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March 26th, 2010

High-res Z-contrast photos can distinguish atoms

Published on March 26th, 2010 | By: pwray@ceramics.org
Individual boron and nitrogen atoms are clearly distinguished by their intensity in this Z-contrast scanning electron transmission microscope image from Oak Ridge National Laboratory. Each single hexagonal ring of the boron-nitrogen structure, for instance the one marked by the green circle in the figure a, consists of three brighter nitrogen atoms and three darker boron atoms. The lower (b) image is corrected for distortion. (Credit: ORNL.)

Individual boron and nitrogen atoms are clearly distinguished by their intensity in this Z-contrast STEM image. Each single hexagonal ring of the boron-nitrogen structure consists of three brighter nitrogen atoms and three darker boron atoms. The lower (b) image is corrected for distortion. (Credit: ORNL.)

According to a press release, using a special Z-contrast scanning transmission electron microscope, researchers at Oak Ridge National Laboratory took the first picture detailed enough to differentiate different atoms within a chemical compound. This super-high resolution scanning may play an important role in the future of materials chemistry, where tiny atomic differences can have profound effects on the properties of different chemical compounds.

This is not the first picture of an atom, nor is it the first picture of atoms from different elements. However, in those older photos, the atoms were arranged beforehand by scientists. But in the Oak Ridge pic, the material was created chemically, and the picture was still able to identify individual atoms.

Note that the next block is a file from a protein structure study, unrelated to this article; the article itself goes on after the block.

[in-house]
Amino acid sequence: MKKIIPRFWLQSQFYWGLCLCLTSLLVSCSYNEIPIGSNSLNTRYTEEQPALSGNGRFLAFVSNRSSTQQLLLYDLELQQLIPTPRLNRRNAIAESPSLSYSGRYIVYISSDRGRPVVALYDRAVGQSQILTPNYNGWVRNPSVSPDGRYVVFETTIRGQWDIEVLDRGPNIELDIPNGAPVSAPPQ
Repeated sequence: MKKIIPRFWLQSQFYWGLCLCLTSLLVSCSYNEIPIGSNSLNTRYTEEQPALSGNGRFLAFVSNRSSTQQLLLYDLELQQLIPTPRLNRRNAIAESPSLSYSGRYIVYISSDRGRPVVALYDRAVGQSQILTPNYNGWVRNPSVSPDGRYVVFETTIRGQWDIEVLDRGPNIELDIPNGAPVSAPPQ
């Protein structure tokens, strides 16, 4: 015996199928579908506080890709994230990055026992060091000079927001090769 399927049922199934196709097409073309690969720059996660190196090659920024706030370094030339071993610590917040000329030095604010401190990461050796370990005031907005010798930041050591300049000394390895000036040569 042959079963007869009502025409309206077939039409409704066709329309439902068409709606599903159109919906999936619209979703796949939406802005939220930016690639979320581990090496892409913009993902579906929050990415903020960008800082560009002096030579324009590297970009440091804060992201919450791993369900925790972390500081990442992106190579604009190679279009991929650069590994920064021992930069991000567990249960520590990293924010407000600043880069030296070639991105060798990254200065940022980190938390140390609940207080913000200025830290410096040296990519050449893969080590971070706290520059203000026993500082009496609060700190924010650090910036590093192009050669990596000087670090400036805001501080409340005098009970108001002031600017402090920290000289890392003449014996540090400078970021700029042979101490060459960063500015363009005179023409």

“This research marks the first instance in which every atom in a significant part of a non-periodic material has been imaged and chemically identified,” says Materials Science and Technology Division researcher Stephen Pennycook. “It represents another accomplishment of the combined technologies of Z-contrast STEM and aberration correction.”

The material in the photo, boron nitride, consists of boron, nitrogen, and oxygen, with some carbon atoms inserted in place of boron to serve as a control in the image. The STEM that took the picture used a 60 kilovolt beam. That’s a very low energy for this kind of microscope, because if the beam were any more powerful, it would displace some of the atoms in the compound.

Right now, scientists can only determine the chemical arrangements in a material through chemistry. By developing a technique for taking pictures like this, material chemists and engineers of the future will be able to simple look at the chemical compound to see its geometry and composition.

The team’s Z-contrast STEM analysis is described in an article published today in the journal Nature.

 


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